In the next 50 years, I see African scholars making sure Africans become the subjects of the research and not just objects of the research and will themselves be the first to systematically articulate Africa's philosophy of life and African ideology; unfortunately because, as Ugandan journalist Andrew Mwenda once put it, ‘to date, whether it is in literature, philosophy, politics, economy or art, there is very little output about Africa by Africans themselves. Our ‘freedom’ today is fought for by Human Rights Watch and Amnesty International; our ‘press freedom’ is fought for by the Committee to Protect Journalists and Reporters without Borders; our ‘civil wars’ are ended by UN peacekeepers; our ‘refugees’ are fed by UNHCR; our ‘economic policies’ are determined by the World Bank and IMF; our ‘poverty’ is fought by Bill Gates, Bono and Jeffery Sachs; our ‘crimes’ are adjudicated upon by the ICC; our ‘liberation’ is achieved through NATO war planes; our elections are monitored by Europeans and Americans’ and they are the judges’. That is why Muammar Gaddafi talked about one African government, army, passport, justice system, currency… No African country can develop alone in isolation; and the security or lack of security of one African country immediately affects the security of other African countries.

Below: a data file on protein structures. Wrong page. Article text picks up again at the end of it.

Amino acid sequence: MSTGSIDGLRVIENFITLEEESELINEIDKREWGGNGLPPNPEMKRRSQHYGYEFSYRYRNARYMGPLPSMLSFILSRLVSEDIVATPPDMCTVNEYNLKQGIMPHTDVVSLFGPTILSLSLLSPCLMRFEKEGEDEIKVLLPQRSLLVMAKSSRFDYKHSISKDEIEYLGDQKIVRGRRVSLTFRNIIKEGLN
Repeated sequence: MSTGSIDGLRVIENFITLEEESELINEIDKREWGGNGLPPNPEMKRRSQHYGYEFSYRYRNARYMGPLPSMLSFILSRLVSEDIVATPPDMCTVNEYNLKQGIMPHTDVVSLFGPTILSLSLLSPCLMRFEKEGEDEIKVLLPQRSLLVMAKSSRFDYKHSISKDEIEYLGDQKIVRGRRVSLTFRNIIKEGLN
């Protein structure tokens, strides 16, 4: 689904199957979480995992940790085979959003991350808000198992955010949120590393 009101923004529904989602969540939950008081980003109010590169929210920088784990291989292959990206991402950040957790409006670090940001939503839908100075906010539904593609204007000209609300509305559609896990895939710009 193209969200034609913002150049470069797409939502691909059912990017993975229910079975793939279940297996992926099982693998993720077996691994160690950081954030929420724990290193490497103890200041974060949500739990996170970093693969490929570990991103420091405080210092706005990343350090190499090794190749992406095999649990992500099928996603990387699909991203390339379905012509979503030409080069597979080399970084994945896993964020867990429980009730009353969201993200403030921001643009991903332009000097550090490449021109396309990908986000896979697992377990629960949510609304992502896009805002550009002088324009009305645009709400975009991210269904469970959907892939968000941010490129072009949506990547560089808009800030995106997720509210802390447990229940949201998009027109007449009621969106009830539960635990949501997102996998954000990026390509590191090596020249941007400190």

In the next 50 years, I see the land reform complete throughout Southern Africa, wealth redistribution becoming a reality in South Africa where 80% of national wealth is still in the hands of 5% of whites. Equitable redistribution of oil wealth in oil-producing African countries will also become a reality.
In the next 50 years, I see the Democratic Republic of Congo, the heart of Africa, really pumping blood to the rest of the continent in terms of hydropower and agricultural goods, modern gadgets manufactured in the DRC out of coltan there and benefiting all other Africans, and so on. In the next 50 years, Congo will become the centre of the sun’s radiance for all of Africa, as Patrice Lumumba put it in his independence day speech on 30 June 1960.